§ Mr. WATERSON
I would not have risen to take part in this Debate had it not been for some of the remarks made by the Mover of the Amendment. The Indian Civil Service ought to feel proud that they have in this House such a staunch supporter as the right hon. Baronet. He has put forward his plea for this protection with his usual ability. He is evidently trying to make out by the terms of his Amendment that no individual under ten years' experience is fit to be a Governor. I do not understand the logic of his position. If this House had been discussing some industrial problem. It would not have found that the ten years' limit would be brought forward as one argument for the qualification for a Governor. I wonder if, in reality, his great objection is to the young men who may be installed into these positions, and who, possessing different ideals and greater aspirations, will bring that larger freedom to India that India is seeking for! In reality, he is afraid lest these men getting into these posts will bring about something contrary to the convictions which he holds. You have to remember that this is an age of young men. No one will attempt to minimise or disparage the efforts of many hon. and right hon. Members from time to time, but this is an age when young men are making great strides, and to endeavour to check these young men who are working in the interests of this great British Empire would be disastrous as far as the Empire is concerned. I am very much afraid that this Amendment has been brought forward with the object of endeavouring to check the young ideas instead of checking the position outlined in the right hon. Baronet's speech. If this had been a commercial 509 proposition affecting the financial interests of hon. Members, would the same argument have been brought forward with reference to the ten years' qualification? How many commercial men have we found putting their own sons with very little experience into positions of managing directors or managers of their own commercial concerns? Surely if that line of argument is to be taken on a commercial basis, then young men could be trusted in the position of Governor of a Province. The hon. Member for Bristol (Mr. Inskip) suggested a Commission of Inquiry into this matter.
§ Mr. WATERSON
I thank the hon. Member for the correction. If the suggestion of a Commision of Inquiry had been put forward I was going to say that we have had sufficient inquiry, and that what is required to-day is practical results. The hon. Baronet spoke exceedingly well about the injustice that would be created towards the Indian Civil Service in the event of this Amendment not being passed. If it was on a commercial basis dealing with the business interests of Members they would not look upon the ten years' qualification as the necessary guarantee that they would get something like fruition in their business affairs. I hope that the Committee will reject this Amendment. We want men with experience, who can infuse new life and new blood into India. India is asking to-day for truth and justice, and if we carry out the antiquated ideas to which she has been subjected so long, we shall have a continuation of the chaotic condition which has prevailed in our Indian Empire.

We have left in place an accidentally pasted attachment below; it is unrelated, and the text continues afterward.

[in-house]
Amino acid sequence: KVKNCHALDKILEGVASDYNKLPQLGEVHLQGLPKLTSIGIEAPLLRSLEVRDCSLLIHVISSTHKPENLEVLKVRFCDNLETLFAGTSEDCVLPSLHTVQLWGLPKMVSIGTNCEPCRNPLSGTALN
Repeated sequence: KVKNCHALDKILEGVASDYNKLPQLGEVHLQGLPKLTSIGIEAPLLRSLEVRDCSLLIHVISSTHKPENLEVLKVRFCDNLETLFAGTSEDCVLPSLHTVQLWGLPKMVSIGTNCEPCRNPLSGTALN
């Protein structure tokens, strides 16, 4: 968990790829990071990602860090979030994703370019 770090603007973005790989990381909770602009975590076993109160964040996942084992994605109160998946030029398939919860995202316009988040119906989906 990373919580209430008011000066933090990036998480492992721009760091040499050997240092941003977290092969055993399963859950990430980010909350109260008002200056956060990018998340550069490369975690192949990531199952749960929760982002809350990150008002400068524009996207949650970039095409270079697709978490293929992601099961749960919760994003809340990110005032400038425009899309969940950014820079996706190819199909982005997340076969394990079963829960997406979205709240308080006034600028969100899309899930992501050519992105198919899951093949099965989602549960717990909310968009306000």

§ Colonel YATE
I hope sincerely that the Committee will not reject this Amendment. The sentence is a most unfortunate addition to the Bill. What does "after consultation with the Governor-General" mean? Ever since we have been in India the Governor-General has had the appointment of Lieutenant-Governors of Provinces. This is a distinct attempt on the part of the Secretary of State to rob Indian Civil servants of the fruits of their years of service in India. It will take from them all prospects of promotion. The one thing to which the Indian Civil servant looks forward is the possibility of becoming the Governor of a Province. He works for the people all his life, he works for them honestly and truly, and the 510 people of the Province owe everything to him. And exactly as we had in the Colonial Service tremendous complaints about Colonial Governorships going outside, so we shall have in this case. If once this system is introduced the Indian Civil Service will be destroyed for ever and a day. What man will go into the Indian Civil Service if a law is passed that he will not be allowed to rise to the top of the tree? There may be a small chance of his rising to that position, but to rob him of that chance is a great injustice. "After consultation with the Governor-General" means that the appointments will be made from England and be of a political character. I hope that the Committee will accept the Amendment.
§ 9.0 P.M.
§ Mr. MONTAGU
I can assure the hon. and gallant Member that the Government did not put this Clause in with the desire of doing anything unjust to the Civil Service of India, which has no greater admirer than I am myself, who have been proud to be entrusted with the charge of representing it in this House. Nor does the Clause as it stands rob the Indian Civil servants of anything. It gives them even the chance of getting to the position of Governor of a Province. What it does do—and the Clause is fully agreed between the Government and the Government of India—is to throw those positions open to the best man who can be found for the job. Many times has it been urged by Indian politicians that the Civil Service, like the Home Service here, should be excluded from political appointments. I would never consent myself. It seems to me that you ought to have the widest choice possible in every appointment you make in India to appoint the best man. My hon. Friend talks about political appointments. Does he regard Sir George Lloyd as a failure in India?
§ Colonel YATE